The Olive Fairy Book

“The Olive Fairy Book,” by Andrew Lang, illustrated by Kate Baylay; The Folio Society, $84.95, 296 pages.   In late January, author Jane Yolen – considered by many to be the ‘Hans Christian Andersen’ of her generation  – spoke with me about the introduction she wrote to the Folio Society’s The Olive Fairy Book, a newContinue reading “The Olive Fairy Book”

Reading through Nemo

February may be a short month, but it’s full of celebrations, and our selections aim to recognize those themes through vibrant illustrations, witty stories, and tales of strength and valor. No books about blizzards though – we’ve set our sights squarely on spring.  “The Black Rabbit,” by Phillipa Leathers; Candlewick Press, $12.99, 40 pages agesContinue reading “Reading through Nemo”

Julia Pimsleur-Levine

Interview with Julia Pimsleur-Levine, CEO of Little Pim             Julia Pimsleur-Levine, founder and CEO of the Little Pim language program, spoke to me from her Manhattan office about her business, love of languages, and being a ‘mompreneur.’  photo credit: Jean-Luc Mege Mompreneur           Pimsleur-Levine considers herself part of a growing groupContinue reading “Julia Pimsleur-Levine”

Book Launch at Jill Newhouse Gallery

MANHATTAN, Friday January 18 — Last night, despite the plummeting temperatures, I attended a launch for a book of poetry called The Living and the Dead, written by Mario Luzi. Dana Gioia, himself a poet and former chairman of the National Endowment for the Arts, translated this edition. The line drawings were rendered by internationally acclaimed artistContinue reading “Book Launch at Jill Newhouse Gallery”

Midweek gem

“Unspoken; A Story from the Underground Railroad,” by Henry Cole, Scholastic Press, 40 pages, $16.99 ages 4 and up.    Sometimes the most profound stories are wordless. Here, author-illustrator (and former schoolteacher) Henry Cole renders a tense and moving tale of the Underground Railroad with full-page graphite on charcoal paper illustrations. The weighty, sepia tonedContinue reading “Midweek gem”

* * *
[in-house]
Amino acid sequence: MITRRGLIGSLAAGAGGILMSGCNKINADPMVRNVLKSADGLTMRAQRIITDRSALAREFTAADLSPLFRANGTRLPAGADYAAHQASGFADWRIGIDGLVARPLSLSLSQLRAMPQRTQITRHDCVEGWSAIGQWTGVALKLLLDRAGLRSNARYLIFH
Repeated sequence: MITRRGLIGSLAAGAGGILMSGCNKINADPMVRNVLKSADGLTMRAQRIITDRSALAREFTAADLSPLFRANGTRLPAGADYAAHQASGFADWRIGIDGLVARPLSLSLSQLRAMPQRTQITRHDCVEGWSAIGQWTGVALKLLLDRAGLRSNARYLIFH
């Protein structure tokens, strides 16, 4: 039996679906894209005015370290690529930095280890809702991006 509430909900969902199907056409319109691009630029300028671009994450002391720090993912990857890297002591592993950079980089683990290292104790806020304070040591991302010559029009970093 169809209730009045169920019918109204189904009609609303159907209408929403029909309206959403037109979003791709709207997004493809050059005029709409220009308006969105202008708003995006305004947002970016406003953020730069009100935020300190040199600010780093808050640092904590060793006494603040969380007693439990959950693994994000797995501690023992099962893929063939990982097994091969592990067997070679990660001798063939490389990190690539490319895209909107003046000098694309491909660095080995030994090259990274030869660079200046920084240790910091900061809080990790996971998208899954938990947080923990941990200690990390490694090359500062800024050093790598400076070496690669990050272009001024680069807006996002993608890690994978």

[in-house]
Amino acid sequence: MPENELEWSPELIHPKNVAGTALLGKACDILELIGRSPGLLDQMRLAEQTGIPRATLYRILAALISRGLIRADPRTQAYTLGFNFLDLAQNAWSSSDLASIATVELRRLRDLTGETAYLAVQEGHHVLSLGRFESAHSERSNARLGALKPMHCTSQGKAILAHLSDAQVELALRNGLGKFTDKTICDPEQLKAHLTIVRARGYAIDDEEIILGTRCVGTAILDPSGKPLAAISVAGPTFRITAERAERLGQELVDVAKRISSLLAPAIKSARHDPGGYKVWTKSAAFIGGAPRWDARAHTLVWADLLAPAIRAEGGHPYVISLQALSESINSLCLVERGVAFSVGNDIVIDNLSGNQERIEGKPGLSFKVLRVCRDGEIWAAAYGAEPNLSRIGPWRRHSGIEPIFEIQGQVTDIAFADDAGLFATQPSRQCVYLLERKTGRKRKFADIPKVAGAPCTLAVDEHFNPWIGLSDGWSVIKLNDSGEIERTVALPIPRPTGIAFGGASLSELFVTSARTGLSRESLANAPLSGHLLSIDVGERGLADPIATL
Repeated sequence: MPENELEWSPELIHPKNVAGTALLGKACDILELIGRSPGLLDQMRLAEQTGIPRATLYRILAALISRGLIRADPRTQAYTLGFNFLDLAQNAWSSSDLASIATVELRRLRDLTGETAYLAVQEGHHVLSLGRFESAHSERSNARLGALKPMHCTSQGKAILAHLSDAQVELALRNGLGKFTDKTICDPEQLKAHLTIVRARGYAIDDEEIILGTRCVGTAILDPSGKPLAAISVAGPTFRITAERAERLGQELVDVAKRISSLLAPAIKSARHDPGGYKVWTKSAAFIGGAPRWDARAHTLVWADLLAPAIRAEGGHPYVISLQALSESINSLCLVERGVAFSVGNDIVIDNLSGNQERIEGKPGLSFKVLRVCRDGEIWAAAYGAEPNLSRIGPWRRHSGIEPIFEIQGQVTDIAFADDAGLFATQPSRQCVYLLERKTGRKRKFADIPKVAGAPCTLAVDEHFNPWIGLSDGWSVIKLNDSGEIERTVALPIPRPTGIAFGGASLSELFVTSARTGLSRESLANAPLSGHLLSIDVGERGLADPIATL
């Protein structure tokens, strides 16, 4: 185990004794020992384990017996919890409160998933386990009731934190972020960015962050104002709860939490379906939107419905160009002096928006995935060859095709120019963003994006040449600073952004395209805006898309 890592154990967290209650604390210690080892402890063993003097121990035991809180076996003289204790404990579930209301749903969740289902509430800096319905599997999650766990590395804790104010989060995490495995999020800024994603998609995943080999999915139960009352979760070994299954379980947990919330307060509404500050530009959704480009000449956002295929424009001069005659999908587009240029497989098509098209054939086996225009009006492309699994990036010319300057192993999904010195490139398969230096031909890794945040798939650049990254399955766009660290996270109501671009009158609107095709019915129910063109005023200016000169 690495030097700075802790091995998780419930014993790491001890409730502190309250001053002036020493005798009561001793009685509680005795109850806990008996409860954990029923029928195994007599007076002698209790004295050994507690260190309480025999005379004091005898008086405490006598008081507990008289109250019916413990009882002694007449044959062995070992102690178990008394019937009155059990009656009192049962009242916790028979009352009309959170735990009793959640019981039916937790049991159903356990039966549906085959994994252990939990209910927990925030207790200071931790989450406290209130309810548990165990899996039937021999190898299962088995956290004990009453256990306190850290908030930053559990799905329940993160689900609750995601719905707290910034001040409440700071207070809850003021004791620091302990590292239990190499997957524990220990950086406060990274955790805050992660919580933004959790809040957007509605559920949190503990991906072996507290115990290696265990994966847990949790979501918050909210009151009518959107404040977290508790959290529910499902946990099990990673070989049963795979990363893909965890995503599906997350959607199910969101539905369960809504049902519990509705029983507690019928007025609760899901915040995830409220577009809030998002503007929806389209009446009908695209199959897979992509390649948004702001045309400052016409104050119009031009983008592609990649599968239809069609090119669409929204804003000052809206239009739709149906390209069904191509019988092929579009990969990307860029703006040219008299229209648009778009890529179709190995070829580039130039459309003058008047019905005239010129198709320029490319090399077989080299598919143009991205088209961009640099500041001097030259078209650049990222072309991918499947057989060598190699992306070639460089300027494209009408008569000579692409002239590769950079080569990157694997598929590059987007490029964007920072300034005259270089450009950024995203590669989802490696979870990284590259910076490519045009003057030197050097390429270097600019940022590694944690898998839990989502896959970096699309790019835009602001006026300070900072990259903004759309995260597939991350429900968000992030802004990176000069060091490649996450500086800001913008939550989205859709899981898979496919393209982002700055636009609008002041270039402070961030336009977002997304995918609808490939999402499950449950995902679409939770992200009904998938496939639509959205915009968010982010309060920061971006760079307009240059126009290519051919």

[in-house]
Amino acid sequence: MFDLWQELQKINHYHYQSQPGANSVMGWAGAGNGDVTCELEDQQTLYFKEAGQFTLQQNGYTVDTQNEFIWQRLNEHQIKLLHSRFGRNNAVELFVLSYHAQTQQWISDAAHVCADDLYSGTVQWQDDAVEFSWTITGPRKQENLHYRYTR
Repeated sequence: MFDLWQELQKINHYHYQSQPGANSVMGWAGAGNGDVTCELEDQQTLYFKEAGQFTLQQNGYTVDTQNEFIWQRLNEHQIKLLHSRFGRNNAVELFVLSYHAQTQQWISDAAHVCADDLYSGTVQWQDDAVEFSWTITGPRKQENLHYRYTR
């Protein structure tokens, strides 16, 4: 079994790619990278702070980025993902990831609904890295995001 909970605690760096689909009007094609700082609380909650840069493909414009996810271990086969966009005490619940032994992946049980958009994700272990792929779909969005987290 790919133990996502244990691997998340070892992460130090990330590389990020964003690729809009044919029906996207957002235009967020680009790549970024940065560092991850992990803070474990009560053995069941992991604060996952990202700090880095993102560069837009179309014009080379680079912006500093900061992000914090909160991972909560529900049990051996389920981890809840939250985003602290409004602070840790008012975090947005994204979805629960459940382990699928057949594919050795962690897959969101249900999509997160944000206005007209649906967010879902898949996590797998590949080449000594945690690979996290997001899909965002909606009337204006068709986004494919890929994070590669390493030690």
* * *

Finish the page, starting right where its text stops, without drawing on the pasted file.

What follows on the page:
Why Write

I struggled this week to find purpose to what I do – how do I continue writing children’s book reviews in the wake of last Friday’s unspeakable tragedy? I couldn’t sit at my desk and find anything relevant, soothing, even angry, to write.  So I called my parents. My mother, after reflecting awhile, had theContinue reading “Why Write”

Interview with Fulvio Testa

Interview on November 11 2012 at the Waldorf Astoria NYC Introduction to “Pinocchio” by Umberto Eco, “…it’s not even a fairy tale, since it lacks the fairy tale’s indifference to everyday reality and doesn’t limit itself to one simple basic moral, but rather deals with many.”         On Veteran’s Day a couple weeksContinue reading “Interview with Fulvio Testa”

Odd Love

“Otter and Odder; A Love Story,” by James Howe, illustrated by Chris Raschka; Candlewick Press, $14.00, 40 pages, ages 5-7. An otter falls in love with a fish that he might normally consider eating, and so begins this tale of discovering l’amour and the challenges of keeping an unlikely love alive.  Author James Howe’s hallmark read-aloud styleContinue reading “Odd Love”

Thanksgiving Quick Pick

The holiday rush begins early, so here’s a bright book that will keep little ones entertained.   “Paul Bunyan and Babe the Blue Ox: The Great Pancake Adventure,” by Matt Luckhurst; Abrams Books for Young Readers, $17.95, 48 pages ages 4-6.  Matt Luckhurst’s debut children’s book spins a classic North American folktale about the giantContinue reading “Thanksgiving Quick Pick”

Sometimes, a bowl of soup is perfect, except when it’s not.

“Happy Harry’s Café,” by Michael Rosen, illustrated by Richard Holland; Candlewick Press, $16.99 32 pages, ages 3-5.    English poet Michael Rosen (“We’re going on a Bear Hunt”) takes a classic Jewish joke  and crafts a quirky rhyme around it in this warm and toasty picture book.  Harry, who appears to be a polar bear,Continue reading “Sometimes, a bowl of soup is perfect, except when it’s not.”